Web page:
Hong Kong: Gage Street

April 25th, 2011
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Walking through Central Hong Kong, it was easy to forget that I was 8,000 miles from home. There were skyscrapers and office buildings this way, hi-rise condos that way, Westerners abounded and English was everywhere. Central certainly didn’t have any of the challenges of Saigon or even Tokyo in navigation or communication. I enjoyed exploring the area a lot, but it almost felt like cheating.
Then we took a turn off from under the Mid-Level escalators and found ourselves on Gage Street and found ourselves somewhere else, entirely.


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Where western bars and restaurants were only blocks away, we suddenly felt like we were really in China. Gage Street and some intersecting alleyways hold one of the big wet markets on Hong Kong Island. It’s where locals find meats and produce and all sorts of foods and ingredients. I’m told they’re called wet markets because at the end of the day, the street gets hosed down to wash off all the drippings and detritus that run off the stalls all day.
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Markets are always my favorite place to go wherever I travel. It’s where you see the truth in a place. It goes beyond the restaurants and sights and shows you what people are taking home with them.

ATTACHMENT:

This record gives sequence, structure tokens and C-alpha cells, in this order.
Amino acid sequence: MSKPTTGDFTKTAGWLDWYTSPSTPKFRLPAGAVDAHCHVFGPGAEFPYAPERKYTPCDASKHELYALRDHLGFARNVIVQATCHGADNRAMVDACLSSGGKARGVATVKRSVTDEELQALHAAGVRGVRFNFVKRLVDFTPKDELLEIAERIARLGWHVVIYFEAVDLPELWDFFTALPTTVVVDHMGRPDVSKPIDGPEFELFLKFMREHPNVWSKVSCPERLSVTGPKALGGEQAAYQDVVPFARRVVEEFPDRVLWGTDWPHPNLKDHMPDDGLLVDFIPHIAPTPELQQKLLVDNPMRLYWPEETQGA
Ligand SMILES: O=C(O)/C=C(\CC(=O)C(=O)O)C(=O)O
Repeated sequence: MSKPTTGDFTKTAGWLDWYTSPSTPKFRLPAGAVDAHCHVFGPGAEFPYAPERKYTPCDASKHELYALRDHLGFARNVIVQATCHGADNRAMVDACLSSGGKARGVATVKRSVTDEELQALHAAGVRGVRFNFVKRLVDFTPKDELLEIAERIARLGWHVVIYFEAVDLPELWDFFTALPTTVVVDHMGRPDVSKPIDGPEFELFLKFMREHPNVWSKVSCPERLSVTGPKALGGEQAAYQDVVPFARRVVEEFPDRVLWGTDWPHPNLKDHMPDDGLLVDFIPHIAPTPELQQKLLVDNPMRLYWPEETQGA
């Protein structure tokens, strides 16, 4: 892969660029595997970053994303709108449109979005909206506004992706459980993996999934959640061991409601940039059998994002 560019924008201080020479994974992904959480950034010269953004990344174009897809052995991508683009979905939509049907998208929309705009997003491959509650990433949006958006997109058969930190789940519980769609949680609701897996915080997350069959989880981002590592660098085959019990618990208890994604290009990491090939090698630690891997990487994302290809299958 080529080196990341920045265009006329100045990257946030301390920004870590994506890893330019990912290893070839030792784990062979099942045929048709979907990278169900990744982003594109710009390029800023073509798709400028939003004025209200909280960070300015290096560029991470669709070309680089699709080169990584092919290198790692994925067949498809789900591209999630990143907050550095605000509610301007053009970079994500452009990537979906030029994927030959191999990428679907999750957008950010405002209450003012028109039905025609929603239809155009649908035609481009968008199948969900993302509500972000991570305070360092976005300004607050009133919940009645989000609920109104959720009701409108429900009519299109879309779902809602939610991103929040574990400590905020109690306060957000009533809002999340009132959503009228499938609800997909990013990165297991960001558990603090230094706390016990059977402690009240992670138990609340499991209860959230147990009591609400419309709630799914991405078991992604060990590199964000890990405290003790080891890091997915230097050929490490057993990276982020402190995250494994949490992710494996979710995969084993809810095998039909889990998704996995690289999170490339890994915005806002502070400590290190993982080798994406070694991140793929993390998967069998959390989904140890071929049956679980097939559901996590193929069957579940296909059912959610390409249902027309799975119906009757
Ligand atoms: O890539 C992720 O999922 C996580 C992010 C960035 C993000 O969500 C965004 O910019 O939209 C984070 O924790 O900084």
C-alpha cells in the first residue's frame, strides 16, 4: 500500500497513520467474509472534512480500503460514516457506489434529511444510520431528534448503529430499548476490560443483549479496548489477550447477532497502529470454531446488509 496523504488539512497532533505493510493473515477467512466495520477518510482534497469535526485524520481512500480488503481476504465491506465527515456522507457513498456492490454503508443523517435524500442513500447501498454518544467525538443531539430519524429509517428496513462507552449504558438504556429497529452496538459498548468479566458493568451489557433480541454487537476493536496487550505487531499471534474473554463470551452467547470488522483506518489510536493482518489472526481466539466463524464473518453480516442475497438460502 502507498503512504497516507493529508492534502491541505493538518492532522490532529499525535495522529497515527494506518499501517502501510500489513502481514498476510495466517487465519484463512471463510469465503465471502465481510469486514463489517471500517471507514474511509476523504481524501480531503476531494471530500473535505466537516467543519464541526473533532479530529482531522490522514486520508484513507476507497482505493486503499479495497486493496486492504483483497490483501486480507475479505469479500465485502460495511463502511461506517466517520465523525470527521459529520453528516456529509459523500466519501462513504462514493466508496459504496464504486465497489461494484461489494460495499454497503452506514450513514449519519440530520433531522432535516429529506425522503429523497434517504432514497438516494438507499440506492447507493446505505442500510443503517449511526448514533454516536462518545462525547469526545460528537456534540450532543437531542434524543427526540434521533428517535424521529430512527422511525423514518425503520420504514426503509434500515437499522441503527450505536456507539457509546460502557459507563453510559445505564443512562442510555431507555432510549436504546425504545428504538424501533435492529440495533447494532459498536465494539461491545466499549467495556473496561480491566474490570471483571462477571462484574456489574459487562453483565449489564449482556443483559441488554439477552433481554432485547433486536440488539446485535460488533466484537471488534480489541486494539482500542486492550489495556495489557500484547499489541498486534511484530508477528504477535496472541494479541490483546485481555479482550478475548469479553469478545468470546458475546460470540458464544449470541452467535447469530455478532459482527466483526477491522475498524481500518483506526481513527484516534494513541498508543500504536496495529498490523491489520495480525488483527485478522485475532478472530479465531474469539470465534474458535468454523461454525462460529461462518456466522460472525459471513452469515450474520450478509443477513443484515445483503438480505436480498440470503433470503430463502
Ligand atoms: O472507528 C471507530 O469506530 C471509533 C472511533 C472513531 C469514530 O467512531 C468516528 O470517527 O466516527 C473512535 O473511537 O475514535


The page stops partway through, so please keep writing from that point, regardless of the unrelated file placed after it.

Clearly, given my fascination with butchery, I was most interested in the meat market stalls everywhere. They had everything on display. Everything. Ram’s heads and pig faces jockeyed for attention with the usual cuts of shoulders and legs and loins. Customers went to each stall, told the butcher what they wanted and he’d reach up, grab a section and chop a cut off for them. I love that. Nothing was shrink-wrapped or placed in styrofoam. Everyone understood that the meat they were buying was a part of a larger animal once and wasn’t squeamish about it. That was probably best demonstrated by the stall with a horse’s tail on display, dangling from his wall to let customers know what kind of meat he was selling.
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If I’d had more time in Hong Kong, I’d have loved to shop through the market and cook a meal or two using the ingredients available – although maybe not the horse. I’m not sure if I could get past my own cultural enough limitations for that.

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